California's San Onofre nuke plant won't be revived

With Edison International permanently closing the facility, the issue of aging reactors in the US is becoming inescapable.

By Bruce Kennedy Jun 10, 2013 9:35AM

A fisherman stands beside the San Onofre Nuclear Power Plant in San Diego, Calif., on March 15, 2011 (© Mark Ralston/AFP/Getty Images)One of California's largest power facilities is closing for good -- and that closure raises new questions about America's aging nuclear power industry.

Last Friday, Southern California Edision (SCEDN), an Edison International (EIX) company, announced it was permanently retiring its San Onofre Nuclear Generating Station.

The Los Angeles Times reports the decision came 17 months after the plant was shut due to problems with it steam generating system. Until that closure, San Onofre powered about 1.4 million households in Southern California. SCE spent $500 million on replacement power after the outage.

"We have concluded that the continuing uncertainty about when or if (the plant) might return to service was not good for our customers, our investors, or the need to plan for our region's long-term electricity needs," Ted Craver, Edison International's chairman and CEO told the newspaper.

Opponents of nuclear power praised the news, and Sen. Barbara Boxer, D-Calif., chairman of the Senate Environment and Public Works Committee, said she was "relieved."

"This nuclear plant had a defective redesign and could no longer operate as intended," Boxer said in a statement. "Modifications to the San Onofre nuclear plant were unsafe and posed a danger to the 8 million people living within 50 miles of the plant."

San Onofre supplied about 4% of California's power. It was one of two nuclear plants in the state, with the other one being Pacific Gas and Electric's (PCG) Diablo Canyon facility.

The U.S. currently has 104 nuclear reactors in 31 U.S. states operated by 32 companies, according to the Nuclear Energy Institute, an industry representative. Those reactors also generate 19% of America's electricity. But the World Nuclear Association noted that nearly all the electricity nuclear power generates in the U.S. comes from reactors built between the late 1960s and 1990. And that, until this year, "there had been no new construction starts (on nuclear reactors) since 1977."

The San Onofre plant is just the latest nuclear reactor to close. The Financial Times reports Duke Energy (DUK) says it will retire its Crystal River plant in Florida, which has also been shut down for repairs, while Dominion Resources (D) intends to turn off its Kewaunee plant in Wisconsin.

Analysts say the nuclear industry is having to contend with officials looking at alternatives to traditional power sources, as well as lower natural gas prices brought on by America's shale boom.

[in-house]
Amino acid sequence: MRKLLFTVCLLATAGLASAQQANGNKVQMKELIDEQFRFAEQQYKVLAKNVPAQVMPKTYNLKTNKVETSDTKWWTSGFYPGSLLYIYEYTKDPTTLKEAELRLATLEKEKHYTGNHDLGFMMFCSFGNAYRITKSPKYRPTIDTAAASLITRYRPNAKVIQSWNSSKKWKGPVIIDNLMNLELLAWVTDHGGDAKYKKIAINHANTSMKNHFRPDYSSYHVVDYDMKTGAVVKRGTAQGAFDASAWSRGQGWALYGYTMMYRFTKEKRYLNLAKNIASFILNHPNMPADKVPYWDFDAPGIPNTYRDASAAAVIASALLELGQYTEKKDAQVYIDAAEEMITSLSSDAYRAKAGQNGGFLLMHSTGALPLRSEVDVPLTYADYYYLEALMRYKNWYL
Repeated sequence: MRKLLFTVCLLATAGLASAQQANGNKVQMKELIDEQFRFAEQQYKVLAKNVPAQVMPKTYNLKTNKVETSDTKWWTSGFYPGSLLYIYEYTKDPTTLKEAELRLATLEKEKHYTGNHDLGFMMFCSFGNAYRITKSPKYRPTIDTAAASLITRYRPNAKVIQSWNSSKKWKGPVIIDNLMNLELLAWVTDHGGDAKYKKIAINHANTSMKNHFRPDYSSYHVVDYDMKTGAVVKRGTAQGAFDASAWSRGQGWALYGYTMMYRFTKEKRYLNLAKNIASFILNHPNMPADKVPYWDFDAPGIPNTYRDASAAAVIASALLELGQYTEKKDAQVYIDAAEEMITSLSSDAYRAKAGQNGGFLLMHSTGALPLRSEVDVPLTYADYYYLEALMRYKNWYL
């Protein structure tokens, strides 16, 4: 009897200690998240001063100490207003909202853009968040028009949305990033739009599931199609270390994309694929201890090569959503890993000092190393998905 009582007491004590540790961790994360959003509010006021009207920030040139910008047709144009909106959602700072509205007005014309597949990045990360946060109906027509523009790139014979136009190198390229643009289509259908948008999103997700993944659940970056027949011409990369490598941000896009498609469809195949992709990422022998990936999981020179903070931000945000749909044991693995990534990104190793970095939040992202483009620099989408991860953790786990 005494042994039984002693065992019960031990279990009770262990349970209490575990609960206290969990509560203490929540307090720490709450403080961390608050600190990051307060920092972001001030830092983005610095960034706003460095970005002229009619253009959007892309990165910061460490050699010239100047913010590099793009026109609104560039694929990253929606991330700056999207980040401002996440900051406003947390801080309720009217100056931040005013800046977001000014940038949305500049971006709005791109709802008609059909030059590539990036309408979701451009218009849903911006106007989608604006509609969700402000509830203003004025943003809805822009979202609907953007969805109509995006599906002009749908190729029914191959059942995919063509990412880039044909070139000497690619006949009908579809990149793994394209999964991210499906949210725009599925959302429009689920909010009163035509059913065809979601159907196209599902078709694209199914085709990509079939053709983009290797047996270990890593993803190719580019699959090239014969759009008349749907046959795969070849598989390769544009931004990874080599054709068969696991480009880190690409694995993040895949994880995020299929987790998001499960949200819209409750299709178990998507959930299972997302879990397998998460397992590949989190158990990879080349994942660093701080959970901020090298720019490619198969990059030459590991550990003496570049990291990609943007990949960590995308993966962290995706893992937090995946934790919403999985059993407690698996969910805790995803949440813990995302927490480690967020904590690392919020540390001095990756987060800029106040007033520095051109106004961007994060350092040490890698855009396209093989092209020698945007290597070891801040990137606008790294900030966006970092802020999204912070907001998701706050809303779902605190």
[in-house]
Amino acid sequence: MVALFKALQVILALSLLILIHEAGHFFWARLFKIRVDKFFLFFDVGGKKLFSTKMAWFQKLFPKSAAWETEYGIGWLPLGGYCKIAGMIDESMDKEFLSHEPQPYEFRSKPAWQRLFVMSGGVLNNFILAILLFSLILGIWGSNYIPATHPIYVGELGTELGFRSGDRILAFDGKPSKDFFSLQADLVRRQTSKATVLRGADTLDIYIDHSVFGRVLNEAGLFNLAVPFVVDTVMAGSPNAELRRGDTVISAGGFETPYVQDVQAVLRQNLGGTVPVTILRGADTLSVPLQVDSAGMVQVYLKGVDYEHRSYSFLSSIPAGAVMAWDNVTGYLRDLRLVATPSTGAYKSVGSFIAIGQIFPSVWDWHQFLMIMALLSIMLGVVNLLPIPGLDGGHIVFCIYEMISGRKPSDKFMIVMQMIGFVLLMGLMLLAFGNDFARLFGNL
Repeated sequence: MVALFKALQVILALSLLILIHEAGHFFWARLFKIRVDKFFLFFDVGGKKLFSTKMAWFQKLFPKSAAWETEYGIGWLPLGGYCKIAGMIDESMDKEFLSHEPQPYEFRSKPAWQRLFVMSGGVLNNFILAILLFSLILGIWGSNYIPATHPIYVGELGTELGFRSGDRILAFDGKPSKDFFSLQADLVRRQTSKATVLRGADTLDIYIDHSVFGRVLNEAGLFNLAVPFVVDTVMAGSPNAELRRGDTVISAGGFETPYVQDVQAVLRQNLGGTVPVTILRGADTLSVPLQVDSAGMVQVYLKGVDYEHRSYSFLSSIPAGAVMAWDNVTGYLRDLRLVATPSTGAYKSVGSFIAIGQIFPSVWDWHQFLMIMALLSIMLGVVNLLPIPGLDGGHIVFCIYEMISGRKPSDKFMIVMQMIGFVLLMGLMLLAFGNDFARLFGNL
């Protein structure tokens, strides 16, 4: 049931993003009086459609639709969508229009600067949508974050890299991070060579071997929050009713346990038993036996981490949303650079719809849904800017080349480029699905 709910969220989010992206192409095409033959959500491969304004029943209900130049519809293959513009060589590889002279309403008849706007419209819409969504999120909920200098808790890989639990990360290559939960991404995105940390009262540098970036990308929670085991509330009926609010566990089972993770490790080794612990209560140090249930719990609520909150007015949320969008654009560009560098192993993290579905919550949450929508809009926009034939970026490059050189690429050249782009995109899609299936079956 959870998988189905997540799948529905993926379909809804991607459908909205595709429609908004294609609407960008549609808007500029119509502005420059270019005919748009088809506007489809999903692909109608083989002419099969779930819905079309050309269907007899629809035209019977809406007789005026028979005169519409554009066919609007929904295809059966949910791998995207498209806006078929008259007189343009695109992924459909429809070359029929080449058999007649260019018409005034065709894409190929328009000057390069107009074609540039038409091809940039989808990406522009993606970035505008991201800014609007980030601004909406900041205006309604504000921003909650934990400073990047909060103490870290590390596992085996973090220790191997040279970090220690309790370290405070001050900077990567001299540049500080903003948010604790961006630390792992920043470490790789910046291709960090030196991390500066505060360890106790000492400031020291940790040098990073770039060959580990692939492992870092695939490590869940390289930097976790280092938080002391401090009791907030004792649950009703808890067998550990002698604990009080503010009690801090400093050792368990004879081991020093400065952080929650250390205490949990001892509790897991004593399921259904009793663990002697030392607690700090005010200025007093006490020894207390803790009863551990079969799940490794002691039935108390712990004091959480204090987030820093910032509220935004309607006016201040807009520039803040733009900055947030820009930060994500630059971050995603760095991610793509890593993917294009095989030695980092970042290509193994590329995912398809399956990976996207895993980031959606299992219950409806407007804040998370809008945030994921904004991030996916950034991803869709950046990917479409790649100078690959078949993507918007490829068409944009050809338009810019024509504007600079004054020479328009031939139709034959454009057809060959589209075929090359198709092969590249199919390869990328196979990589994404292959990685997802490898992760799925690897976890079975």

"Regulators are becoming more confident that investing in gas plants has lower costs and presents lower risks to customers," Travis Miller, Morningstar utilities analyst, told the FT, "than spending hundreds of millions of dollars and taking on the uncertainty that goes with repairing a nuclear plant."

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Jun 11, 2013 11:19AM
California is the fraud state. A total Fraud. I live there and know. they are all PC and "Green". To get around there own State air quality standards Los Angeles had MASSIVE Coal Fired POWEr Plants in Arizona, Nevada and Utah, I other words they pollute there so they can look good at a home and say what "Green" state they are. Meanwhile the Chicken littles have killed one of the best Clean energy sources in the universe, Nuclear. Three mile island was blown out of proportion and Chernobyl was a product of a corrupt, pathetic Soviet System the did give a damn about anything buy power. The didn't even build a containment vessel, one of the basics of a nuclear power plant. What ever happen to the worldwide "devastation" that Fukishima was supposed to have caused? Haven't heard a peep about that in years. Remember 2 things people. the news is all about sensationalism and liberals are unrealistic people with no ability to think critically. Its all show and emotion. It's all a fraud and they fool you into paying for it.
Jun 10, 2013 10:53AM

California plan is to tax the "rich'" of course.

In March 2013, Lancaster California became the first U.S. city to mandate the inclusion of solar panels on new homes, requiring that "every new housing development must average 1 kilowatt per house. 1 KW LOL

In May 2013, Sebastopol followed suit, requiring new buildings include either 2 W/sq ft  of insulated building space of photovoltaics, or enough to provide 75% of the expected annual electricity use.  75% again LMFAO.

 These forced mandates aren't going to work anywhere except in upscale communities.

Heck, I used 875 KW just last month.  California Dreamin' ♫ ♬ ♪ ♩ ♪

Jun 10, 2013 4:57PM
People think that solar is green energy hahahaha.  The sun making energy vs the ocean making energy.  Take a look at the chemicals that turn that energy from the sun into the kind of energy that you can use to charge the battery in your Prius.  Oh but hey, we will at least probably buy those panels cheap, cause we'll get 'em from China......
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